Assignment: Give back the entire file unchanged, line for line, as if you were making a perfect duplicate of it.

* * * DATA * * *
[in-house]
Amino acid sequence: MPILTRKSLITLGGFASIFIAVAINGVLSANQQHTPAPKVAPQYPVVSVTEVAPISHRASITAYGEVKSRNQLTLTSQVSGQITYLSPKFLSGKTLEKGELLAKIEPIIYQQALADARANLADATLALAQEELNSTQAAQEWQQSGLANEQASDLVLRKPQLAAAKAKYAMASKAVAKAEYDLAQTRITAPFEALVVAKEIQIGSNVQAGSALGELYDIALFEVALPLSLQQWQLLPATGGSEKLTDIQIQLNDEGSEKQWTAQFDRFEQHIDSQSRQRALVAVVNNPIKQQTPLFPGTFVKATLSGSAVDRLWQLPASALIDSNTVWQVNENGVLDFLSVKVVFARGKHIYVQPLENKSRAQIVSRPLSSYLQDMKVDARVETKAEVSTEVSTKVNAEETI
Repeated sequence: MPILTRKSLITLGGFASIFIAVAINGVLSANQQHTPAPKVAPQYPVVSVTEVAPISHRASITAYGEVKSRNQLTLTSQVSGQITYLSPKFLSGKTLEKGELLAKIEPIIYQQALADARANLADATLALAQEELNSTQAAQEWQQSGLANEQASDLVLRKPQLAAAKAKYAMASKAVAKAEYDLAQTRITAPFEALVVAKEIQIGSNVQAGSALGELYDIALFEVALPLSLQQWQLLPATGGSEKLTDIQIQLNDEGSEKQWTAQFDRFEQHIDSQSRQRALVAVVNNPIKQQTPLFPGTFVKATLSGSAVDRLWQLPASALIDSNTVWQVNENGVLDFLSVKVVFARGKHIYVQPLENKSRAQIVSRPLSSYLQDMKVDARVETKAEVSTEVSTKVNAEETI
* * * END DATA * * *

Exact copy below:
[in-house]
Amino acid sequence: MPILTRKSLITLGGFASIFIAVAINGVLSANQQHTPAPKVAPQYPVVSVTEVAPISHRASITAYGEVKSRNQLTLTSQVSGQITYLSPKFLSGKTLEKGELLAKIEPIIYQQALADARANLADATLALAQEELNSTQAAQEWQQSGLANEQASDLVLRKPQLAAAKAKYAMASKAVAKAEYDLAQTRITAPFEALVVAKEIQIGSNVQAGSALGELYDIALFEVALPLSLQQWQLLPATGGSEKLTDIQIQLNDEGSEKQWTAQFDRFEQHIDSQSRQRALVAVVNNPIKQQTPLFPGTFVKATLSGSAVDRLWQLPASALIDSNTVWQVNENGVLDFLSVKVVFARGKHIYVQPLENKSRAQIVSRPLSSYLQDMKVDARVETKAEVSTEVSTKVNAEETI
Repeated sequence: MPILTRKSLITLGGFASIFIAVAINGVLSANQQHTPAPKVAPQYPVVSVTEVAPISHRASITAYGEVKSRNQLTLTSQVSGQITYLSPKFLSGKTLEKGELLAKIEPIIYQQALADARANLADATLALAQEELNSTQAAQEWQQSGLANEQASDLVLRKPQLAAAKAKYAMASKAVAKAEYDLAQTRITAPFEALVVAKEIQIGSNVQAGSALGELYDIALFEVALPLSLQQWQLLPATGGSEKLTDIQIQLNDEGSEKQWTAQFDRFEQHIDSQSRQRALVAVVNNPIKQQTPLFPGTFVKATLSGSAVDRLWQLPASALIDSNTVWQVNENGVLDFLSVKVVFARGKHIYVQPLENKSRAQIVSRPLSSYLQDMKVDARVETKAEVSTEVSTKVNAEETI